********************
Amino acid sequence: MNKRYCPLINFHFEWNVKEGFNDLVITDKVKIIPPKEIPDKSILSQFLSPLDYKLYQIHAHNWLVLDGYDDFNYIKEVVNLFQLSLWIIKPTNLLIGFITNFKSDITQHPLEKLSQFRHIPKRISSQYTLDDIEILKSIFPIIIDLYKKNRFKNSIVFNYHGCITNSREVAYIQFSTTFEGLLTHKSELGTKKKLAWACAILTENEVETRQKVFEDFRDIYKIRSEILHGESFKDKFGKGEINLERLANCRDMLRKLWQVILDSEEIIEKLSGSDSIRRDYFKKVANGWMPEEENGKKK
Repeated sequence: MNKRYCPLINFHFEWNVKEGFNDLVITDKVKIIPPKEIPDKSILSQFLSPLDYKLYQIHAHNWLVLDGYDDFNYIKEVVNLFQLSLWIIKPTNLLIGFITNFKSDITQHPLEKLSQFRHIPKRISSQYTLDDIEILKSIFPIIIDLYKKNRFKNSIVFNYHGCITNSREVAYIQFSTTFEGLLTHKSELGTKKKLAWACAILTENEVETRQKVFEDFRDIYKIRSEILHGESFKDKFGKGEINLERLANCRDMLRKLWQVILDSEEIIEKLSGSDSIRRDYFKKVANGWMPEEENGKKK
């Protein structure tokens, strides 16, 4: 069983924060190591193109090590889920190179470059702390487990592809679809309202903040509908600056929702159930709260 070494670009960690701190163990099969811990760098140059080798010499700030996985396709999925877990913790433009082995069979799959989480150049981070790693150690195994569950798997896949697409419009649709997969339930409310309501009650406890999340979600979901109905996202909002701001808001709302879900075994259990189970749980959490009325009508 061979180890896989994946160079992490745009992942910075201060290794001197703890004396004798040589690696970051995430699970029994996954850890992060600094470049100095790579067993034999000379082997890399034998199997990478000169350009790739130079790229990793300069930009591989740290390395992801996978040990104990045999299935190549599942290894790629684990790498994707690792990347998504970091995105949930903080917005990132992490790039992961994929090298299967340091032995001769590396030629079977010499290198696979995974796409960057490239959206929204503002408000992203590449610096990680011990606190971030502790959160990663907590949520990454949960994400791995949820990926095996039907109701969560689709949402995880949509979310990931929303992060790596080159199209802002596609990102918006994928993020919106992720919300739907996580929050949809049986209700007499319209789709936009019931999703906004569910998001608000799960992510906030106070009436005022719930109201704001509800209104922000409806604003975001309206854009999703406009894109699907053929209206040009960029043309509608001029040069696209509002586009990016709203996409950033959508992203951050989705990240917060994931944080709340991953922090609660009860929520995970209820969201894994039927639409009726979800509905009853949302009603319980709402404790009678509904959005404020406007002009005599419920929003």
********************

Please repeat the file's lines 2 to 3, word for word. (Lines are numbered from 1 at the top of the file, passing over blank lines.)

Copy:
Repeated sequence: MNKRYCPLINFHFEWNVKEGFNDLVITDKVKIIPPKEIPDKSILSQFLSPLDYKLYQIHAHNWLVLDGYDDFNYIKEVVNLFQLSLWIIKPTNLLIGFITNFKSDITQHPLEKLSQFRHIPKRISSQYTLDDIEILKSIFPIIIDLYKKNRFKNSIVFNYHGCITNSREVAYIQFSTTFEGLLTHKSELGTKKKLAWACAILTENEVETRQKVFEDFRDIYKIRSEILHGESFKDKFGKGEINLERLANCRDMLRKLWQVILDSEEIIEKLSGSDSIRRDYFKKVANGWMPEEENGKKK
């Protein structure tokens, strides 16, 4: 069983924060190591193109090590889920190179470059702390487990592809679809309202903040509908600056929702159930709260 070494670009960690701190163990099969811990760098140059080798010499700030996985396709999925877990913790433009082995069979799959989480150049981070790693150690195994569950798997896949697409419009649709997969339930409310309501009650406890999340979600979901109905996202909002701001808001709302879900075994259990189970749980959490009325009508 061979180890896989994946160079992490745009992942910075201060290794001197703890004396004798040589690696970051995430699970029994996954850890992060600094470049100095790579067993034999000379082997890399034998199997990478000169350009790739130079790229990793300069930009591989740290390395992801996978040990104990045999299935190549599942290894790629684990790498994707690792990347998504970091995105949930903080917005990132992490790039992961994929090298299967340091032995001769590396030629079977010499290198696979995974796409960057490239959206929204503002408000992203590449610096990680011990606190971030502790959160990663907590949520990454949960994400791995949820990926095996039907109701969560689709949402995880949509979310990931929303992060790596080159199209802002596609990102918006994928993020919106992720919300739907996580929050949809049986209700007499319209789709936009019931999703906004569910998001608000799960992510906030106070009436005022719930109201704001509800209104922000409806604003975001309206854009999703406009894109699907053929209206040009960029043309509608001029040069696209509002586009990016709203996409950033959508992203951050989705990240917060994931944080709340991953922090609660009860929520995970209820969201894994039927639409009726979800509905009853949302009603319980709402404790009678509904959005404020406007002009005599419920929003």